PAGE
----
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Attorney General Merrick Garland Testifies Before Congress. Aired 11-11:30a ET

Aired September 20, 2023 - 11:00   ET



REP. SHEILA JACKSON LEE (D-TX): To emphasize the work that is hopefully still being -- doing with antisemitism, attacks on immigrants and African-Americans and Latinos.

If you would answer those questions, fentanyl, the human trafficking, and then domestic terrorism.

MERRICK GARLAND, U.S. ATTORNEY GENERAL: Yes, these are all horrendous problems propagated by people who are truly evil.

We are fighting the fentanyl scourge in every possible way, starting with the precursors in China, to the labs in Mexico, to the cartels that are bringing the drugs into the United States, to their networks in the United States, to the streets of America.

And we will continue to do that with every resource that Congress gives us. Human smuggling and sex trafficking are obviously abhorrent. The Justice Department has task forces on both of these subjects, and has brought many, many cases on these subjects.

The idea of putting sexually explicit material about children on the Web is another area that we are continuing to investigate and to prosecute, and to ask the social media to take down from their sites.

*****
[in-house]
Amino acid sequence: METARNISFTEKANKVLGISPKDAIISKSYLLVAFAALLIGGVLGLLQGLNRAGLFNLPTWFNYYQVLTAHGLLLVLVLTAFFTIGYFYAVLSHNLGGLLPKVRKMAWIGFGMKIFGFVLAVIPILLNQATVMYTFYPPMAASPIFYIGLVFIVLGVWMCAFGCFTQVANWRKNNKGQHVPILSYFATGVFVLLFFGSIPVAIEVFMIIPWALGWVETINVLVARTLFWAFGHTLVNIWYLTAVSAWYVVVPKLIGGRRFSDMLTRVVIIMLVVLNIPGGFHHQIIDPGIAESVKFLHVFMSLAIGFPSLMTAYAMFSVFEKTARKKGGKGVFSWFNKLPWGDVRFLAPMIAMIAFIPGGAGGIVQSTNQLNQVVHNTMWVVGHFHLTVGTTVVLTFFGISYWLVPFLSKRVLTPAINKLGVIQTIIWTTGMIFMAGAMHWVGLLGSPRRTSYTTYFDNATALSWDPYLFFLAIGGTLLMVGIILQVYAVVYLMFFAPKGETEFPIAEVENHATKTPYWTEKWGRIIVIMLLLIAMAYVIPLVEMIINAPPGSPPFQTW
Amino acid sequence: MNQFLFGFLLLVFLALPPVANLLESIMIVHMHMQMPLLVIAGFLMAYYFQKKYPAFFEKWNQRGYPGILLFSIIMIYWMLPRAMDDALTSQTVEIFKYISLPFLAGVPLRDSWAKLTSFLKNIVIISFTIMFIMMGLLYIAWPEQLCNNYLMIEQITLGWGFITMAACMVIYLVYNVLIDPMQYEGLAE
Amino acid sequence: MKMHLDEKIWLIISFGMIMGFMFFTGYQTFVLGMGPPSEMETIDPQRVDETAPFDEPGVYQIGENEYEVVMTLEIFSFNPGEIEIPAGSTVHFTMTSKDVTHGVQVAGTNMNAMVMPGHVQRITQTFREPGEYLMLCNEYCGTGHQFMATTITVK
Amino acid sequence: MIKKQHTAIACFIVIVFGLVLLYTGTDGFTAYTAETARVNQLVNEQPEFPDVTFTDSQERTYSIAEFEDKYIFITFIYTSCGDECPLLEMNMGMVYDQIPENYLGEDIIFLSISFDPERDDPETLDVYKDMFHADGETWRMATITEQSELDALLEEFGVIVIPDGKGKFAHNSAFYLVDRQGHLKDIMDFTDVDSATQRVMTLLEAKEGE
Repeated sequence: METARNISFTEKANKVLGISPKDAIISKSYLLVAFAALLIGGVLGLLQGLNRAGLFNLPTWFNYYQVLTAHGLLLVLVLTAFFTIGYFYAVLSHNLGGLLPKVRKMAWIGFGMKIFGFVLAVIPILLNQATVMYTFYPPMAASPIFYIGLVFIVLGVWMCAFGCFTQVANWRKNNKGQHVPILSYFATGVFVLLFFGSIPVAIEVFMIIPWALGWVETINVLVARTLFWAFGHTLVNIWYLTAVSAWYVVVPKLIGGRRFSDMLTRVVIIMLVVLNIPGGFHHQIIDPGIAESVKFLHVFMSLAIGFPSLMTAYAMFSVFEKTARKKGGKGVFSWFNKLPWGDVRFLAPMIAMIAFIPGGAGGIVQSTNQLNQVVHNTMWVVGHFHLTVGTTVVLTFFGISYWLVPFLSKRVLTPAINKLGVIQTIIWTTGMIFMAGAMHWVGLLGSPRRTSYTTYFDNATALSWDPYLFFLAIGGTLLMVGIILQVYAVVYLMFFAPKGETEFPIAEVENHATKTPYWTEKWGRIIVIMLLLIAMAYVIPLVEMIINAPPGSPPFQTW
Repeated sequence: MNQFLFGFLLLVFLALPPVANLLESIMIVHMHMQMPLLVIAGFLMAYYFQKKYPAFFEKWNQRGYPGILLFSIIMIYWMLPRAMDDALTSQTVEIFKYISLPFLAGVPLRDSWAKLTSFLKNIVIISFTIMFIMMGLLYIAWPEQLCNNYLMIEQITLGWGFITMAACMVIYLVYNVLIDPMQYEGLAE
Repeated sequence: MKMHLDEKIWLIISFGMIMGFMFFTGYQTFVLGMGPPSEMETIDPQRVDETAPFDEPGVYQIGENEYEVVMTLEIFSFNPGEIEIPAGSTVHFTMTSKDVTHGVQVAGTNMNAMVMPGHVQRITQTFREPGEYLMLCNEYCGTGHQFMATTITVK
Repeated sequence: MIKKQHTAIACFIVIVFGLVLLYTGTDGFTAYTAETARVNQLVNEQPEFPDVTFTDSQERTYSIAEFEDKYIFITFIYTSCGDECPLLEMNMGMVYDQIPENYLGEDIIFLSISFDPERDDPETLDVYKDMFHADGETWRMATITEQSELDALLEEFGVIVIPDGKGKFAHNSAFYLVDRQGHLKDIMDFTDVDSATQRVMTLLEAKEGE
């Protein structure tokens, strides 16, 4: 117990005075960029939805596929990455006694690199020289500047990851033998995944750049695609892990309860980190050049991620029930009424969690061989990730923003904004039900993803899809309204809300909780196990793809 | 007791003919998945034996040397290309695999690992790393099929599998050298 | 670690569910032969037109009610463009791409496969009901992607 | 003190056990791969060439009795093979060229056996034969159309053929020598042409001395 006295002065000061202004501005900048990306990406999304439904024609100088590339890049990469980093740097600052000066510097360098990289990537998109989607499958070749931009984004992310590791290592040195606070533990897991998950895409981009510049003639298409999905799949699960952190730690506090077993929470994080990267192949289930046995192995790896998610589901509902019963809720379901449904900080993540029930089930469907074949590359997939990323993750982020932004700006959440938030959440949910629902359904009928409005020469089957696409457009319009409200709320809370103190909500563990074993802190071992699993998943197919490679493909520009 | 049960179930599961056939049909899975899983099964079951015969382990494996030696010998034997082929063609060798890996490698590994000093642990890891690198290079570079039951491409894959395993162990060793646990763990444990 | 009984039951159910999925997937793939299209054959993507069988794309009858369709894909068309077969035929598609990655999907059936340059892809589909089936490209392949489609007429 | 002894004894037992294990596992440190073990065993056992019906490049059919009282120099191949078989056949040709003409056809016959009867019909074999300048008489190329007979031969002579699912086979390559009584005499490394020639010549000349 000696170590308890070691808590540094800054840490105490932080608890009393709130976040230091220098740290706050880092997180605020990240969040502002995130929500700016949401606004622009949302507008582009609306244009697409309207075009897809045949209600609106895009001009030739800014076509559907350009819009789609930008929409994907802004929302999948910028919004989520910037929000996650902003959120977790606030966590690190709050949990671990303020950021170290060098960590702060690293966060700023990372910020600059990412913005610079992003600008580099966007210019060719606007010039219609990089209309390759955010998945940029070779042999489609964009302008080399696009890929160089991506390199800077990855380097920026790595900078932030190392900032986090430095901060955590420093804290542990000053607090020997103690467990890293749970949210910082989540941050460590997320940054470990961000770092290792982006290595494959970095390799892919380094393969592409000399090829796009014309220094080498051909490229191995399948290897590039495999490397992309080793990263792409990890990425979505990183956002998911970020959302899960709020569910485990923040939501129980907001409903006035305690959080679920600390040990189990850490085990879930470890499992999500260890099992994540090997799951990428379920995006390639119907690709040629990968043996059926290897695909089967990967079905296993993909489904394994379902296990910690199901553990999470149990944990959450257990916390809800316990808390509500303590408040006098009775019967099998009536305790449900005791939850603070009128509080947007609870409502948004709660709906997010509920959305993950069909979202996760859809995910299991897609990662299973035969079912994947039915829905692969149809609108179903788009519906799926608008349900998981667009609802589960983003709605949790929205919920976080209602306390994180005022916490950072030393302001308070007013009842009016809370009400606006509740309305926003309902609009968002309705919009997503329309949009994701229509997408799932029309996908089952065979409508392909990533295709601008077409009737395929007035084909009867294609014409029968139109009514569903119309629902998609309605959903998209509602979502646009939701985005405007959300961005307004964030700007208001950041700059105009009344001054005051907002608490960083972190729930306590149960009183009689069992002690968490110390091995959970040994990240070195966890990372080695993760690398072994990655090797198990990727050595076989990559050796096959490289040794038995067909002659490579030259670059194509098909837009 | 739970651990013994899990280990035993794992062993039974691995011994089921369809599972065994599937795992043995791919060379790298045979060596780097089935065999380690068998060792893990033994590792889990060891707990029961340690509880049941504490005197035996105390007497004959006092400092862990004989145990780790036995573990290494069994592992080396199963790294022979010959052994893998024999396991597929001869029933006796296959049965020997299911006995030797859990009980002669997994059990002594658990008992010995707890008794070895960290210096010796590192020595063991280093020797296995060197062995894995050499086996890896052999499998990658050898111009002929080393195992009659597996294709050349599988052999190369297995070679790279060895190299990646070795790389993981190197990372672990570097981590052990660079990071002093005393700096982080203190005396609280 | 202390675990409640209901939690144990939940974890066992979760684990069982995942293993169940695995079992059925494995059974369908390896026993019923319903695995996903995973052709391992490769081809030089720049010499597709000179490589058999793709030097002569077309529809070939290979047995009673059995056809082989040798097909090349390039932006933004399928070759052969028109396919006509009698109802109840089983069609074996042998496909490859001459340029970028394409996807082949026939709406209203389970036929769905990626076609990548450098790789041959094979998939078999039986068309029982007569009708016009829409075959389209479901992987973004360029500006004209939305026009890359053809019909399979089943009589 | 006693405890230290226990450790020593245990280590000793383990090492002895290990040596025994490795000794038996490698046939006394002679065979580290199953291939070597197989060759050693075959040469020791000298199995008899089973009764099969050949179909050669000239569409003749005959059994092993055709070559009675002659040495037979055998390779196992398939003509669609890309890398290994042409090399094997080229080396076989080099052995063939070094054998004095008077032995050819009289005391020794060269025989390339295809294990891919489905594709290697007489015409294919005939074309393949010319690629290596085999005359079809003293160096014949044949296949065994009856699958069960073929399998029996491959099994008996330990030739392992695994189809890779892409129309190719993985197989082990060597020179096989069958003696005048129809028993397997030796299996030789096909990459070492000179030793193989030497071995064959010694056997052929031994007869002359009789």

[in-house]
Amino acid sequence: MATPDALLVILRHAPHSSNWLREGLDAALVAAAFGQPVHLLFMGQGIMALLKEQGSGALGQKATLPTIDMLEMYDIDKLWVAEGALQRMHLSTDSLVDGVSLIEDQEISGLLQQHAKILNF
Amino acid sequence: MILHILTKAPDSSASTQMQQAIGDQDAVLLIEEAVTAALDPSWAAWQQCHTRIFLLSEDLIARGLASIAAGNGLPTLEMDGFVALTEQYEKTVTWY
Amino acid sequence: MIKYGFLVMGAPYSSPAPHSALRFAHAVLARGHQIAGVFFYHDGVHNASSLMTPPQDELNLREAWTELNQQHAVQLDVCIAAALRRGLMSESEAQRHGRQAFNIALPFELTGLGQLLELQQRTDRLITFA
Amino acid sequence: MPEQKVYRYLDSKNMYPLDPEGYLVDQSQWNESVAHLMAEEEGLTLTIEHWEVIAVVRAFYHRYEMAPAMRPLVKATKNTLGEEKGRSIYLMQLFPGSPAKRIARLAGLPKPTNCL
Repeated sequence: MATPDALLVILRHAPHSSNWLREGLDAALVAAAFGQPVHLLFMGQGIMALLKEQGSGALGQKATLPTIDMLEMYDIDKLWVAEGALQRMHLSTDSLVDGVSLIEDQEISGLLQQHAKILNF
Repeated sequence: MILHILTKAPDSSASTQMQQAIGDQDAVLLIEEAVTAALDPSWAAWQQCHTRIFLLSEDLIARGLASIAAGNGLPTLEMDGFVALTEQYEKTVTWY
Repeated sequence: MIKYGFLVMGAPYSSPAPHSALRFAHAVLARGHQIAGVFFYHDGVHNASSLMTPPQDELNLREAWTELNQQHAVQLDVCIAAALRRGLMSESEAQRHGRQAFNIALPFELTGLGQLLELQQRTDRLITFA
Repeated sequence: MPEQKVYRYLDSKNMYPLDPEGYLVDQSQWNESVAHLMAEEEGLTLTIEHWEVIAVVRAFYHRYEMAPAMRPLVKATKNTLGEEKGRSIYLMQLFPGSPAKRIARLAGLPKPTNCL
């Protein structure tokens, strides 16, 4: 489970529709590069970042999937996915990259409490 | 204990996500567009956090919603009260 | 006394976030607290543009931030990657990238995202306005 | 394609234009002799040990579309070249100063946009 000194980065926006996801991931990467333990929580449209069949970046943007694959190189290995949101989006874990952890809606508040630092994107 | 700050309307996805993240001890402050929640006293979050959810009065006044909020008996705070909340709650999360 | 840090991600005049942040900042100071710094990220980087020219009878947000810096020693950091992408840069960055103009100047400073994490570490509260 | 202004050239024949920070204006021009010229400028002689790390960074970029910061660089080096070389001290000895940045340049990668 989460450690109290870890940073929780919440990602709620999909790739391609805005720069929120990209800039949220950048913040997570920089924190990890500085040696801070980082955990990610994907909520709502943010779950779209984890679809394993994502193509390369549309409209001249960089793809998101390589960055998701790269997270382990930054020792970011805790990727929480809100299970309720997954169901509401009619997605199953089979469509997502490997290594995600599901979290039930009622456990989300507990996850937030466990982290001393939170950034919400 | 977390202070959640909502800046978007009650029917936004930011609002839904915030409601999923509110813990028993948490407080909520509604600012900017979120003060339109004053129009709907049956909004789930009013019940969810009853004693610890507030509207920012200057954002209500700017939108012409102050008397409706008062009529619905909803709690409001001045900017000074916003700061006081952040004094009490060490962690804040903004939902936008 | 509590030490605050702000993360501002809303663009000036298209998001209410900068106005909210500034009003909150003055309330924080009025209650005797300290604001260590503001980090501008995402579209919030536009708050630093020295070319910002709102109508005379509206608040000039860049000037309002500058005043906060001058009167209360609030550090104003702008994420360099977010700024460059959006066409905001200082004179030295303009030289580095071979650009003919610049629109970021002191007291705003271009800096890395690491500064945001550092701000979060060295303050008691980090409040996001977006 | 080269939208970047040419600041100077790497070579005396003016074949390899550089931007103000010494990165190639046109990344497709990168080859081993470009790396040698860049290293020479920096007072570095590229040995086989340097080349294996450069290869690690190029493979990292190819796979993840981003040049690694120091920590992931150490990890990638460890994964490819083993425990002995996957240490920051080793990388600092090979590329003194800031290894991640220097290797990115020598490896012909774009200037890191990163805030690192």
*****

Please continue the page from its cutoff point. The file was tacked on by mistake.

REP. JIM JORDAN (R-OH): The gentlelady's time has expired.

The gentleman from Florida recognized for five minutes.

REP. MATT GAETZ (R-FL): I guess I'm just wondering, Mr. Attorney General, has anyone at the department told President Biden to knock it off with Hunter? I mean, you guys are charging Hunter Biden on some crimes, investigating him on others.

You have got the president bringing Hunter Biden around to state dinners. Has anyone told him to knock it off?

GARLAND: Our job in the Justice Department is to pursue our cases without reference to what's happening in the outside world.

GAETZ: Just yes or no, have you done that?

GARLAND: That is what we... GAETZ: So, it's a no?

GARLAND: No one that I know of has spoken to the White House about the Hunter Biden case, of course not.

GAETZ: I'm wondering, then -- OK, I got it. I got it.

So, Hunter Biden is selling art to pay for his $15,000-a-month rent in Malibu. How can you guarantee that the people buying that art aren't doing so to gain favor with the president?

GARLAND: The job of the Justice Department is to investigate criminal allegations. We have information...

GAETZ: Are you investigating this?